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Editor:

The U.S. Supreme Court handed down a historic decision in favor of marriage equality, making it so that same-sex couples will soon have the freedom to marry and be treated with respect for their marriages across all 50 states. This has little to no impact towards how we treat same-sex couples residing on the Navajo Nation because of the discriminatory Diné Marriage Act.

Our Nation has a long march towards equality but we can only move forward. Although the Coalition for Navajo Equality is pleased with the court decision reaffirming our fundamental right to marry who we love, the Diné Marriage Act is still the law of the land. Yet, we believe this victory provides us a foundation to also seek action to its direct repeal. Let me be clear — gay and lesbian Navajo couples only want to be treated with fairness and respect by their Nation.

President Russell Begaye and the Navajo Nation Council now have a real opportunity to take a stand and be champions for our equality. Their support will end 10 years of discrimination towards our gay and lesbian couples and their families. Discrimination that does not allow my partner and me to jointly file for a home-site lease so we could build a home alongside our grandparents. Discrimination that does not allow us to access the same health insurance or seek Medicare assistance when we're both elderly men. The same discrimination that denies us the right to jointly adopt children so that we may raise a family.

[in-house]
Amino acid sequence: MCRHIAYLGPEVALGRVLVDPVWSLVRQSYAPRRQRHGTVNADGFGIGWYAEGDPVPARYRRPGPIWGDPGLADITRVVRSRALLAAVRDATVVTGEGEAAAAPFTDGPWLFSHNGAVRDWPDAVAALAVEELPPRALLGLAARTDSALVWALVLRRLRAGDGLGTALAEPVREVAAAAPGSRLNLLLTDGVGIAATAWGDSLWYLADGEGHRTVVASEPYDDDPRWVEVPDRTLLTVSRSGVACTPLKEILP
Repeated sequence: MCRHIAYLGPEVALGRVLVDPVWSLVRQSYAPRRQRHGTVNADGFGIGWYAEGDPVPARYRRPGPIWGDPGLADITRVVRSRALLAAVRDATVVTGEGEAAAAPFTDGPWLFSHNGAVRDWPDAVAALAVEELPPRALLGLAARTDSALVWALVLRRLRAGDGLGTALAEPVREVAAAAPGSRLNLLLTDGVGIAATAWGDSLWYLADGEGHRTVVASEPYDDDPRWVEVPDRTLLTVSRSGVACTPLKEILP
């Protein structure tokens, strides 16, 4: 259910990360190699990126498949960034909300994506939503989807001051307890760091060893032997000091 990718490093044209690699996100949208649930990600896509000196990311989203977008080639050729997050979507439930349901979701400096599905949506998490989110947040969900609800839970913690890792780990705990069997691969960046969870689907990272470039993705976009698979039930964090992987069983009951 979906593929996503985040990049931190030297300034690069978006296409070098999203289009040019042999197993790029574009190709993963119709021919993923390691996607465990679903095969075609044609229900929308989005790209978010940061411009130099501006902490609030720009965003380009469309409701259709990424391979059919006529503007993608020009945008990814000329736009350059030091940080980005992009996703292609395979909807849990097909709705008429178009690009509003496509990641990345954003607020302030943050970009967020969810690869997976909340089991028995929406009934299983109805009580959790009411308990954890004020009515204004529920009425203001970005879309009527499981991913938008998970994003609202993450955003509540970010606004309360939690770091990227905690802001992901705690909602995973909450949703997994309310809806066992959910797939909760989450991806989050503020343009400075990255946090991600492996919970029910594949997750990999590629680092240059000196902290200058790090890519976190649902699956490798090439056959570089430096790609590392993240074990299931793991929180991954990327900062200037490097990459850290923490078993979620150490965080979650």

It is this law upheld by the Navajo government that tells couples like us that everything we represent is "foreign" and that our marriage together is somehow not "Navajo-enough." All that my partner and I are fighting for is your acceptance and for complete fairness under Navajo law.

The impact of the Supreme Court ruling has yet to be seen for our Nation. What is clear is that around 90 percent of the Navajo Nation's annual budget derives from federal funding with specific policies and conditions on how they are spent. It would be hard for Navajo leaders to argue for the Diné Marriage Act when such an outdated law would be null and void in the surrounding 50 states. Federal funding impacts tribal policies and its laws.

We have to have a meaningful conversation about our future. Now is the time for us to repeal this law.

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